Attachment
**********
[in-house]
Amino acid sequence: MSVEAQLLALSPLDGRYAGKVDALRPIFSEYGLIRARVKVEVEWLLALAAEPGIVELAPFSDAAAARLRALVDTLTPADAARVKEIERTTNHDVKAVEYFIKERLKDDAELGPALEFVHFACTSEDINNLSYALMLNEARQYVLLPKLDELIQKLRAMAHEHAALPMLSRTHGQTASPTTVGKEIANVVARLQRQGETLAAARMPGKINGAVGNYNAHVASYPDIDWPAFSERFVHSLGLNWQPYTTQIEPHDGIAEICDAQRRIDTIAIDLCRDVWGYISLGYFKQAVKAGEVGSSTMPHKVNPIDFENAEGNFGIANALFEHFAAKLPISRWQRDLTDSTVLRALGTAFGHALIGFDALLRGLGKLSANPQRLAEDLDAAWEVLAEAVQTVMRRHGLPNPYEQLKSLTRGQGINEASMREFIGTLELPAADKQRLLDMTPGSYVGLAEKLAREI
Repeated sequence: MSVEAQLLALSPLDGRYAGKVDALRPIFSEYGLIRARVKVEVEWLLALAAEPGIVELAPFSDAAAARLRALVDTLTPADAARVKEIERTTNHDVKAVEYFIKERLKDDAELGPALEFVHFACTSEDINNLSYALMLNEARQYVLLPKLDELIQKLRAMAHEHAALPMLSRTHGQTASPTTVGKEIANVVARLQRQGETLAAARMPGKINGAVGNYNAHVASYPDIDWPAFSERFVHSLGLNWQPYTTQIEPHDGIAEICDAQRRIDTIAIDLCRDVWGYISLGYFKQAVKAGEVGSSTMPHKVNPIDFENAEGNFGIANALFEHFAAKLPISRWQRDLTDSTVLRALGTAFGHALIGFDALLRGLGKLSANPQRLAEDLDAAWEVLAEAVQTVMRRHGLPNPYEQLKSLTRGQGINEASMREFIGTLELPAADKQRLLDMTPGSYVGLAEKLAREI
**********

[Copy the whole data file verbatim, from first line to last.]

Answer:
[in-house]
Amino acid sequence: MSVEAQLLALSPLDGRYAGKVDALRPIFSEYGLIRARVKVEVEWLLALAAEPGIVELAPFSDAAAARLRALVDTLTPADAARVKEIERTTNHDVKAVEYFIKERLKDDAELGPALEFVHFACTSEDINNLSYALMLNEARQYVLLPKLDELIQKLRAMAHEHAALPMLSRTHGQTASPTTVGKEIANVVARLQRQGETLAAARMPGKINGAVGNYNAHVASYPDIDWPAFSERFVHSLGLNWQPYTTQIEPHDGIAEICDAQRRIDTIAIDLCRDVWGYISLGYFKQAVKAGEVGSSTMPHKVNPIDFENAEGNFGIANALFEHFAAKLPISRWQRDLTDSTVLRALGTAFGHALIGFDALLRGLGKLSANPQRLAEDLDAAWEVLAEAVQTVMRRHGLPNPYEQLKSLTRGQGINEASMREFIGTLELPAADKQRLLDMTPGSYVGLAEKLAREI
Repeated sequence: MSVEAQLLALSPLDGRYAGKVDALRPIFSEYGLIRARVKVEVEWLLALAAEPGIVELAPFSDAAAARLRALVDTLTPADAARVKEIERTTNHDVKAVEYFIKERLKDDAELGPALEFVHFACTSEDINNLSYALMLNEARQYVLLPKLDELIQKLRAMAHEHAALPMLSRTHGQTASPTTVGKEIANVVARLQRQGETLAAARMPGKINGAVGNYNAHVASYPDIDWPAFSERFVHSLGLNWQPYTTQIEPHDGIAEICDAQRRIDTIAIDLCRDVWGYISLGYFKQAVKAGEVGSSTMPHKVNPIDFENAEGNFGIANALFEHFAAKLPISRWQRDLTDSTVLRALGTAFGHALIGFDALLRGLGKLSANPQRLAEDLDAAWEVLAEAVQTVMRRHGLPNPYEQLKSLTRGQGINEASMREFIGTLELPAADKQRLLDMTPGSYVGLAEKLAREI